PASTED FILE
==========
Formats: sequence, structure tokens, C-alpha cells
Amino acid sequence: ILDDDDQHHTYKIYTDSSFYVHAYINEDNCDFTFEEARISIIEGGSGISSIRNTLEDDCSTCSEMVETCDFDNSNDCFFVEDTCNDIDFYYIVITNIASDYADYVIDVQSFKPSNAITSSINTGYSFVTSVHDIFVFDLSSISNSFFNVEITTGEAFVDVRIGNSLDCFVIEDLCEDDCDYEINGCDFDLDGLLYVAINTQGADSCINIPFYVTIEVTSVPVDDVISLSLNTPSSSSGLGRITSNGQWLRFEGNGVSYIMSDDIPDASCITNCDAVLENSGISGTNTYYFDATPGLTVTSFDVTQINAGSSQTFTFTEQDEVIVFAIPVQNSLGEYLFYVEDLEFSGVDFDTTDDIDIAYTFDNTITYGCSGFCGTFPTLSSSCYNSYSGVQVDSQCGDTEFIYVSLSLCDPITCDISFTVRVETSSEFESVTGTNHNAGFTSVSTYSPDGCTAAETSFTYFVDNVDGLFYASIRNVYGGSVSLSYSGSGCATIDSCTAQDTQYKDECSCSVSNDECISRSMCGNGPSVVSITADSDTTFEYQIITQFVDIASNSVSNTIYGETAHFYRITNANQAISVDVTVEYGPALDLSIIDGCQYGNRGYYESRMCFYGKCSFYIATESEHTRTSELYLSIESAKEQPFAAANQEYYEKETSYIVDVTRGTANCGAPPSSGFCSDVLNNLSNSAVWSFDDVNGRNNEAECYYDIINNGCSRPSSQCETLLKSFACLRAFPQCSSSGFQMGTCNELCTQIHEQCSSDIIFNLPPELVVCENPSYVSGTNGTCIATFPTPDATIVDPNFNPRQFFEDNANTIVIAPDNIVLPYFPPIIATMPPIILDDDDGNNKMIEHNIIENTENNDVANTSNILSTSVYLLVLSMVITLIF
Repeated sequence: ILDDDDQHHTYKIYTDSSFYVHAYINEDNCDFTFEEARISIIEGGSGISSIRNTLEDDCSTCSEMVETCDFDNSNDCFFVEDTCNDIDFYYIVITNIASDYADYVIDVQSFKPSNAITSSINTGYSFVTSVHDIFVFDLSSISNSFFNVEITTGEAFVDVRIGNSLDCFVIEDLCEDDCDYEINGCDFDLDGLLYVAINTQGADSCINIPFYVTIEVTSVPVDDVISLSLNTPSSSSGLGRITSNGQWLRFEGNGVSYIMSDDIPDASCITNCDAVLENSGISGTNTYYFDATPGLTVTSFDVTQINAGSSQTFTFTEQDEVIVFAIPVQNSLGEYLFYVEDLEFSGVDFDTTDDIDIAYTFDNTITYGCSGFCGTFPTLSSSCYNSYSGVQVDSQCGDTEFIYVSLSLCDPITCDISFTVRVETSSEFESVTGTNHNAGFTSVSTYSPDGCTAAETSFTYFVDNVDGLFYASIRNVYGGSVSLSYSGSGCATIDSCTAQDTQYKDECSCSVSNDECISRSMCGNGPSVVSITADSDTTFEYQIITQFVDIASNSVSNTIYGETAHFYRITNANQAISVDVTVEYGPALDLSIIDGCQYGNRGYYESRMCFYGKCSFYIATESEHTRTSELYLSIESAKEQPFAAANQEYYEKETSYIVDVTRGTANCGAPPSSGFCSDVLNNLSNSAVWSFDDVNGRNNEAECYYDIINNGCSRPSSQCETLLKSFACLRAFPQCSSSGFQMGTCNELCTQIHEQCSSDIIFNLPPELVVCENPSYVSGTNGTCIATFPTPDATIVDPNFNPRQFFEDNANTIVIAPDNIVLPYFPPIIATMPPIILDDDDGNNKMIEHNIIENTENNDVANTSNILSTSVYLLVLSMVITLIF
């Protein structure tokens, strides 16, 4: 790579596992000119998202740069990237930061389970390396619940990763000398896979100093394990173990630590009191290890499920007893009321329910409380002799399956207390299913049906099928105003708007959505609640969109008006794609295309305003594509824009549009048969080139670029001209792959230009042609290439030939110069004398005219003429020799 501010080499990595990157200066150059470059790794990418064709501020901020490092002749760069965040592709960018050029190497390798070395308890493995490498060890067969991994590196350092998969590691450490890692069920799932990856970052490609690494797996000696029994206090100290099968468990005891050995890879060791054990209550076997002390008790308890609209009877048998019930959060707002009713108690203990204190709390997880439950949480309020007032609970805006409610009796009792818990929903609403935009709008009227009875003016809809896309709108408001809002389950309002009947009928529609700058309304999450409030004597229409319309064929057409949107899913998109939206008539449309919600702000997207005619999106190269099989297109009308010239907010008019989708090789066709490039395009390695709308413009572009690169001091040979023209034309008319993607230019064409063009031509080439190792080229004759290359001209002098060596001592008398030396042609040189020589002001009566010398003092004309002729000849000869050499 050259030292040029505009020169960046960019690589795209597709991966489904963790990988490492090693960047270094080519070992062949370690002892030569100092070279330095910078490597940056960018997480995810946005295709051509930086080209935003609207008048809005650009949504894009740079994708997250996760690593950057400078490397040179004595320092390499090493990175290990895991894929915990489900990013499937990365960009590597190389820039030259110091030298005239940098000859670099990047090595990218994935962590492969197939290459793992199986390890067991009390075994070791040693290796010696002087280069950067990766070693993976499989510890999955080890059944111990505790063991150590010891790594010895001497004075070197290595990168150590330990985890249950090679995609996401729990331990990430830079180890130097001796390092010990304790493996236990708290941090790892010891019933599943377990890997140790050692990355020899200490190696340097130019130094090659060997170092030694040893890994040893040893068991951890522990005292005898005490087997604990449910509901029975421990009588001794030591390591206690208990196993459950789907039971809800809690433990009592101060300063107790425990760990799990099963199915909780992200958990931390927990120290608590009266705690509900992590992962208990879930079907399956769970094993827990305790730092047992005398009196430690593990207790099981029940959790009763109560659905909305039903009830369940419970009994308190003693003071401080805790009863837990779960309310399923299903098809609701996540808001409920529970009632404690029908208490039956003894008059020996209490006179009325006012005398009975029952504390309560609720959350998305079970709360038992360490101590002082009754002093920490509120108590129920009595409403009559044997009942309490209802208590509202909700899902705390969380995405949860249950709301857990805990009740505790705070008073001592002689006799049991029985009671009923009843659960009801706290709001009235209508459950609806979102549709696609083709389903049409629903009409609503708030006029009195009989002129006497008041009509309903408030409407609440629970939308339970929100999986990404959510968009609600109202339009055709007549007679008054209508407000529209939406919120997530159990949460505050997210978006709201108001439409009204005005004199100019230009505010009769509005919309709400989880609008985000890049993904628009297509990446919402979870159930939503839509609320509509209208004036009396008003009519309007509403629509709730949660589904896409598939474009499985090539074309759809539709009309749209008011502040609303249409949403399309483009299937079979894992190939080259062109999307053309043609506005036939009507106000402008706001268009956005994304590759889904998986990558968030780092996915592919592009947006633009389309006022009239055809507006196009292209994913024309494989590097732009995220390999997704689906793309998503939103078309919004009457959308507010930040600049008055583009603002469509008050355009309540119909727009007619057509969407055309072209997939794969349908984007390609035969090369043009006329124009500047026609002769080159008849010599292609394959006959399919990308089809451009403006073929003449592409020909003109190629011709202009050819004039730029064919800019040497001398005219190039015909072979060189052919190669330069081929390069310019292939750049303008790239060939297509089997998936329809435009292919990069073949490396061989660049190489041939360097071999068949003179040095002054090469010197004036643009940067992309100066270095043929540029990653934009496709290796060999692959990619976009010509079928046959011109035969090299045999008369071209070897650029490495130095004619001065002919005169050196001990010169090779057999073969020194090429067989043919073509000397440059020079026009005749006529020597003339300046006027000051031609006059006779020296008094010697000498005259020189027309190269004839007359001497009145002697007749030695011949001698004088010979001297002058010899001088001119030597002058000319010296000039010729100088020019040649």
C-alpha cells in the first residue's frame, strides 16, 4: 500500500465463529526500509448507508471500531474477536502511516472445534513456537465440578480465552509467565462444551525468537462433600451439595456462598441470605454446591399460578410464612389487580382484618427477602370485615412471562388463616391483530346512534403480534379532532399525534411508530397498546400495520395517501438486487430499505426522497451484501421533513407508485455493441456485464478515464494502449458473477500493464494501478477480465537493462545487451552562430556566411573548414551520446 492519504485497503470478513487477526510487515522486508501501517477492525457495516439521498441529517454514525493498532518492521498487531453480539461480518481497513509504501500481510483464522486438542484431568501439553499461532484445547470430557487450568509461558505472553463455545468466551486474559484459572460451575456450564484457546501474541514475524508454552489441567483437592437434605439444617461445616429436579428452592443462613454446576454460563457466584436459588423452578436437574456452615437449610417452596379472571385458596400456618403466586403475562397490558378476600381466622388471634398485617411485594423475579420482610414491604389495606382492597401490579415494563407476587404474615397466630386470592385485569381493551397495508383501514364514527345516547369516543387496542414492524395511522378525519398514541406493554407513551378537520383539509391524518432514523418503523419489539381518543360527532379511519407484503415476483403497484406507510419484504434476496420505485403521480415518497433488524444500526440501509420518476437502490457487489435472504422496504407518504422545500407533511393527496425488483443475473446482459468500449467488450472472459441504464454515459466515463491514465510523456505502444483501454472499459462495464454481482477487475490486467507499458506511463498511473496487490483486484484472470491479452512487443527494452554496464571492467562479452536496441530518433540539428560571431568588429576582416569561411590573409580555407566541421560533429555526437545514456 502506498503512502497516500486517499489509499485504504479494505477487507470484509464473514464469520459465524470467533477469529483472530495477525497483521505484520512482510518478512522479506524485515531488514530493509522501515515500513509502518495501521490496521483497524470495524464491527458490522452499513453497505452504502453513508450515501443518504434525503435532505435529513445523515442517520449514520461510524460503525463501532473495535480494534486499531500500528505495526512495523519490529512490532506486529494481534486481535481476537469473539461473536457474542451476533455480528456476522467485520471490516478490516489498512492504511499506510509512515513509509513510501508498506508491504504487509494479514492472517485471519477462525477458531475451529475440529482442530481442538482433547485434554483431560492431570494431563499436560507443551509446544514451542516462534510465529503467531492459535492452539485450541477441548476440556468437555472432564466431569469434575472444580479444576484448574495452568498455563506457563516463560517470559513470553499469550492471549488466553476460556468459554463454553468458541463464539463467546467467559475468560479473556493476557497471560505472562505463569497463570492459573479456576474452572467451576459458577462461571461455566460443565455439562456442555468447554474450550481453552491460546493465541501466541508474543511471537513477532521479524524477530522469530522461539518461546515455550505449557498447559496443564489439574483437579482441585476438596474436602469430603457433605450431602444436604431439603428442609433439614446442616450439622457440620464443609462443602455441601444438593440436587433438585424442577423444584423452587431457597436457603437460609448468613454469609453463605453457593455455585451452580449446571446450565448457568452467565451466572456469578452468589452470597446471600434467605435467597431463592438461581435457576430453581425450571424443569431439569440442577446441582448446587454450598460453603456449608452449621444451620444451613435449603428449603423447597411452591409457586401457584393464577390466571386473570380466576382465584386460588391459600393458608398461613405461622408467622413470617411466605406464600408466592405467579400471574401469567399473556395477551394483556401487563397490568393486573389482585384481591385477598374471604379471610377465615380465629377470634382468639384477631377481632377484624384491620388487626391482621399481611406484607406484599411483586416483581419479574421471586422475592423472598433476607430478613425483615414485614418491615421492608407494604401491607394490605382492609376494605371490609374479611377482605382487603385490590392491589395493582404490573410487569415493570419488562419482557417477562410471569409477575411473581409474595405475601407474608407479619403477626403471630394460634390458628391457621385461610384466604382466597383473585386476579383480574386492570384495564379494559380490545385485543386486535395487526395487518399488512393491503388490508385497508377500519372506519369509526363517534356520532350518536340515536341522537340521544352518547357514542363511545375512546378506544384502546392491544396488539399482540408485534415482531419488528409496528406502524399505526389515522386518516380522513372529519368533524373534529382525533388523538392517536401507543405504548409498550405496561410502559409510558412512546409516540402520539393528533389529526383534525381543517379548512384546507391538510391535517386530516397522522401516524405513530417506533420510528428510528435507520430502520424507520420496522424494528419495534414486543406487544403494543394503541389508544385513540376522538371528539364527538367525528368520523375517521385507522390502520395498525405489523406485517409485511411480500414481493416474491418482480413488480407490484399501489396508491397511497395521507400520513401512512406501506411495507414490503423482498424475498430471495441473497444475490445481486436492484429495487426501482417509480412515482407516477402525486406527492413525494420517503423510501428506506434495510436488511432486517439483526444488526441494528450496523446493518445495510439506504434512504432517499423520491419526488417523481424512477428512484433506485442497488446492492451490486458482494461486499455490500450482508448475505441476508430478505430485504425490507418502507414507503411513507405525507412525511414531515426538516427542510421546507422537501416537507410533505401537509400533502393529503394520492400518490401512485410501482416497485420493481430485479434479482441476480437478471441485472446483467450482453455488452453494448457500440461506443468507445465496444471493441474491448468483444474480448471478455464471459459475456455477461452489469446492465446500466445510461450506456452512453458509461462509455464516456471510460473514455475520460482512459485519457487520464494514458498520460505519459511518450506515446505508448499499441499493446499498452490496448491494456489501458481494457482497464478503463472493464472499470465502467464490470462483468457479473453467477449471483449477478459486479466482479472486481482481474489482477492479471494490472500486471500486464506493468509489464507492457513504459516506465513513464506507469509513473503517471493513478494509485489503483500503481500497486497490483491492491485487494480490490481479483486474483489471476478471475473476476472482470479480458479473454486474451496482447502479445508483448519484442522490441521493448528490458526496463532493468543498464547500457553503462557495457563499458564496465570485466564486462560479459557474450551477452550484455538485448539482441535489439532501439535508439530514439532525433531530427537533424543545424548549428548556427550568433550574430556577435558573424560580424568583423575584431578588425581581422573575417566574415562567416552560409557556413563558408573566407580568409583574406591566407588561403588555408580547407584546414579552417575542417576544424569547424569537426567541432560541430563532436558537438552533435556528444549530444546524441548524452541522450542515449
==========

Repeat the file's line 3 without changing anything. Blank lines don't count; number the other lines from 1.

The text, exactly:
Repeated sequence: ILDDDDQHHTYKIYTDSSFYVHAYINEDNCDFTFEEARISIIEGGSGISSIRNTLEDDCSTCSEMVETCDFDNSNDCFFVEDTCNDIDFYYIVITNIASDYADYVIDVQSFKPSNAITSSINTGYSFVTSVHDIFVFDLSSISNSFFNVEITTGEAFVDVRIGNSLDCFVIEDLCEDDCDYEINGCDFDLDGLLYVAINTQGADSCINIPFYVTIEVTSVPVDDVISLSLNTPSSSSGLGRITSNGQWLRFEGNGVSYIMSDDIPDASCITNCDAVLENSGISGTNTYYFDATPGLTVTSFDVTQINAGSSQTFTFTEQDEVIVFAIPVQNSLGEYLFYVEDLEFSGVDFDTTDDIDIAYTFDNTITYGCSGFCGTFPTLSSSCYNSYSGVQVDSQCGDTEFIYVSLSLCDPITCDISFTVRVETSSEFESVTGTNHNAGFTSVSTYSPDGCTAAETSFTYFVDNVDGLFYASIRNVYGGSVSLSYSGSGCATIDSCTAQDTQYKDECSCSVSNDECISRSMCGNGPSVVSITADSDTTFEYQIITQFVDIASNSVSNTIYGETAHFYRITNANQAISVDVTVEYGPALDLSIIDGCQYGNRGYYESRMCFYGKCSFYIATESEHTRTSELYLSIESAKEQPFAAANQEYYEKETSYIVDVTRGTANCGAPPSSGFCSDVLNNLSNSAVWSFDDVNGRNNEAECYYDIINNGCSRPSSQCETLLKSFACLRAFPQCSSSGFQMGTCNELCTQIHEQCSSDIIFNLPPELVVCENPSYVSGTNGTCIATFPTPDATIVDPNFNPRQFFEDNANTIVIAPDNIVLPYFPPIIATMPPIILDDDDGNNKMIEHNIIENTENNDVANTSNILSTSVYLLVLSMVITLIF